Atoms of any element are made from 3 smaller particles. The nucleus consists of protons and neutrons. On the outside moving particles known as electrons are present. Complete atoms have no charge because the number of positively charged protons is the same as the number of negatively charged electrons. So they cancel each other out and the atom is neutral.
Proton one mass unit Positive +1 Charge
Neutron one mass unit No charge 0
Electron Almost nothing Negative -1 Charge
The mass number is the number of positively charged protons plus the number of neutrons present.
The proton number or the atomic number is the number of protons which defines the element. The proton number does not change because if it did then it would become a different atom.
Isotopes and Electronic Arrangement
An isotope of an element has the same number of protons but the number of neutrons is different. This means that the atoms mass can be different giving it different properties to the element. Isotopes have the same chemical reactions as the element would. The properties made different would be density and diffusion.
The first shell is the smallest and can have a maximum of 2 electrons. From here onwards the next shells can hold 8 electrons and gradually get larger.
The number of electrons on the outer shell tells us what group number the element is in on the periodic table. All of the elements in the same group react and behave similarly in chemical reactions.
Ionic Bonding – METAL + NON METAL
New substances called compounds are formed when 2 or more elements are chemically joined or bonded together. In ionic bonding the metal will lose one or more electron(s) and the non metal will gain an electron.
Double Charged ions
When an element looses 2 ions and the non metallic element gains 2 electrons the metal has a positive charge of +2 and the non metallic element now an ion has a charge of -2. If these were magnesium and oxygen they would both end up with a filled second outermost shell. Therefore they would be the same size and they would form a lattice structure.
When an element like magnesium bonds with chlorine which only has 7 electrons on the outermost shell then to 2 magnesium ions split so there is 2 chlorine ions and one magnesium which is why it has the chemical formula MgCl2.
Covalent Bonding – NON METAL + NON METAL
In covalent bonding the two atoms can bond together by sharing a pair of electrons. This is called a covalent bond. The two elements tend to be very similar and are usually 2 non metals. In a single covalent bond 2 atoms of the same element bond together and share electrons for example Hydrogen gives H2. This is called a molecule.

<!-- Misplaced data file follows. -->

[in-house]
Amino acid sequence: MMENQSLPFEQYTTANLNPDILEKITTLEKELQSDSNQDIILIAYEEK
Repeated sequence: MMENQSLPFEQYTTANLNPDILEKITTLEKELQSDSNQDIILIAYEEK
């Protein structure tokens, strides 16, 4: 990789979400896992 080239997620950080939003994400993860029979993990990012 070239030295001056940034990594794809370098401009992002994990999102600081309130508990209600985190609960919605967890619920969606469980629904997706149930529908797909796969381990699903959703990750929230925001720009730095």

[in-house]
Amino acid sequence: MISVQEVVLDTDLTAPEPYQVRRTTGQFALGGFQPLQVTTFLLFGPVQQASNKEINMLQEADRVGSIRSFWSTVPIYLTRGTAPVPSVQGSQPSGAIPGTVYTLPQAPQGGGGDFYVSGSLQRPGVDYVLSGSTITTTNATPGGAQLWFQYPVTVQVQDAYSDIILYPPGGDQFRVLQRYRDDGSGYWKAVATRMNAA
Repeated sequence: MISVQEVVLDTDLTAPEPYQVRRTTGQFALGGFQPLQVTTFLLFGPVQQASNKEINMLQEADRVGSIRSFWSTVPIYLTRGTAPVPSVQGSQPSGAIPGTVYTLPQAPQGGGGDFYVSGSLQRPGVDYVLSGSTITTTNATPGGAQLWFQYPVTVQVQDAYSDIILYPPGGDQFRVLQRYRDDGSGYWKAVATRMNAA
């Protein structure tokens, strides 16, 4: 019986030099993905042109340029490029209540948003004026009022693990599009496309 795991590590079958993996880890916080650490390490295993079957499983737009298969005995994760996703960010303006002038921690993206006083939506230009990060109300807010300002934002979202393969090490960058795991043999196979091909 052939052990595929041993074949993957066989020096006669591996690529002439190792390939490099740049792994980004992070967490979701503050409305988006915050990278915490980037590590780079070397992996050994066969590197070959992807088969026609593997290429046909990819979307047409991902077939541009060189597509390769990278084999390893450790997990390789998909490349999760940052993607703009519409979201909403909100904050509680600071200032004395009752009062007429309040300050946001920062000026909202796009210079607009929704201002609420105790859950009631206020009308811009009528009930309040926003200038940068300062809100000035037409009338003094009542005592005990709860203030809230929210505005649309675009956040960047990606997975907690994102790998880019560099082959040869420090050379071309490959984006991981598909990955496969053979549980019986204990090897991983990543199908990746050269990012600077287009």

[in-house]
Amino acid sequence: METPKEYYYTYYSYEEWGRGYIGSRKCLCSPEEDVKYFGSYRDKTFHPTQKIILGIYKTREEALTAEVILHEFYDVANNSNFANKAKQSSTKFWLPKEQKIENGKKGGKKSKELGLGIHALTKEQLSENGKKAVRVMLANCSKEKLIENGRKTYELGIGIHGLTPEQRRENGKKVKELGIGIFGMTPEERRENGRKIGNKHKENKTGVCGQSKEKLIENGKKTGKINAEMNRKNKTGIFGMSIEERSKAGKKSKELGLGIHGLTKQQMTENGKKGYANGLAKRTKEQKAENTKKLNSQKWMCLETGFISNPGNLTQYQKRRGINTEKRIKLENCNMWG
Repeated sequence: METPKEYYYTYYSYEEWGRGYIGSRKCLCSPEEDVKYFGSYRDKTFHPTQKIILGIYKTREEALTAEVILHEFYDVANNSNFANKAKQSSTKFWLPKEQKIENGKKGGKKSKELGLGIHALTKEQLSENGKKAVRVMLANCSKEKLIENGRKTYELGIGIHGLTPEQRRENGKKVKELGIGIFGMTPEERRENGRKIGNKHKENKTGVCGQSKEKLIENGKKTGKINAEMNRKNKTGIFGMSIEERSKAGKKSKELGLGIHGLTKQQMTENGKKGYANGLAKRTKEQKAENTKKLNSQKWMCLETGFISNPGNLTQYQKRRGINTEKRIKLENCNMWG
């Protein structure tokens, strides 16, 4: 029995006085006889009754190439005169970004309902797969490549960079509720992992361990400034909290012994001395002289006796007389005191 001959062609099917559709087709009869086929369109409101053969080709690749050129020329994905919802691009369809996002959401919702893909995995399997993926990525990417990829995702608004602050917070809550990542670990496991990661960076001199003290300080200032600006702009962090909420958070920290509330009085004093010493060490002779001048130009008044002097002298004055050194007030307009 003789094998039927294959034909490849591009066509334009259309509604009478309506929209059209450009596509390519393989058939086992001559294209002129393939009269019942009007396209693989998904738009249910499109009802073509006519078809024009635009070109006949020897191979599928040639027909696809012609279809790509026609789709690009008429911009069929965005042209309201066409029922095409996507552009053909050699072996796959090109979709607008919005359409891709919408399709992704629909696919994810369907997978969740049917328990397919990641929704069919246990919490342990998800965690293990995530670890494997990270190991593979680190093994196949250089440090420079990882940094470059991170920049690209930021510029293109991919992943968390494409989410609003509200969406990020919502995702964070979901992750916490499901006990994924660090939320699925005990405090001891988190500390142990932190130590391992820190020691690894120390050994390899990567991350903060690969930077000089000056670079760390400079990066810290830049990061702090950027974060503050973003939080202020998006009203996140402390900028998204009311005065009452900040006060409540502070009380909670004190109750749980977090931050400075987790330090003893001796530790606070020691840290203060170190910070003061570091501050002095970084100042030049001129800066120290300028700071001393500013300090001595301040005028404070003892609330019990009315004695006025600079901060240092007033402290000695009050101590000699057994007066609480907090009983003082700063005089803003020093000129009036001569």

In covalent bonding the atom needs to become stable by filling up its outermost shell. So if we had oxygen and hydrogen the oxygen atom has 6 electrons on its outer shell with 2 electrons needed to make it stable and filled. However as it bonding with hydrogen that only has 1 electron on its outer shell it needs 2 atoms of hydrogen to make both the hydrogen atom and the oxygen atom stable. This is why it has the chemical formula H2O. Two single covalent bonds have been formed here.
A double covalent bond occurs when 2 atoms like oxygen bond together, because oxygen has 6 electrons on the outer shell it shares 2 pairs so both oxygen are stable. The chemical formula is O2.
Metallic Bonding – METAL + METAL
Metals tend to be on the left and centre of the periodic table. Meaning they tend to have very few electrons on their outer shells one two or three at the most. Metals are usually solids at room temperature therefore their atoms or particles are tightly packed together. This is because they have so few electrons on their outer that they can overlap and form a strong bond. The electrons do not stay with their ion but are free to move all over the metal. This is the ‘sea’ of electrons or ‘delocalised’ electrons. The metals are positively charged because they have lost their electron but the electrons are negatively charged and act as a glue to hold them together. This is why metals have these certain properties: High melting and boiling point, good conduction of electricity, shiny surface.
Structure and Properties
Compounds are formed when two or more elements chemically join together. Ionically bonded compounds do not conduct electricity when they are in a solid state; ionically bonded substances are soluble in water. Each ion is so tightly held to its nearest neighbours in the lattice that each ion cannot move to carry the current. When water is present the compound dissolves and spreads throughout the substance. The free ions can therefore move and when the electrodes are added, the electrodes will attract oppositely charged ions. The cathode has a negative charge and will attract positively charged ions (normally the metal in ionic bonding). Then therefore the anode is positive and will attract negatively charged ions. Instead of dissolving in water we can melt the and till they become molten.
Simple covalent compounds
The atoms that are joined together have quite strong covalent bonds holding them together. But between the molecules there are usually quite weak forces of attraction. There are often intermolecular forces of attraction because they occur between the molecules. These weak forces can be easily overcome and this is the cause of the properties typical of simple covalent bonding. These have low melting and boiling points. This is why simple covalent bonds tend to be gases or liquids, if they are solids they tend to be soft like Vaseline. These do not dissolve in water; they do not conduct any electricity in any state of matter.
Giant covalent bonds
These have a very high boiling and melting points.
Most metals are elements, this means they are pure and only made of one type of particle. Metals have tightly packed structures.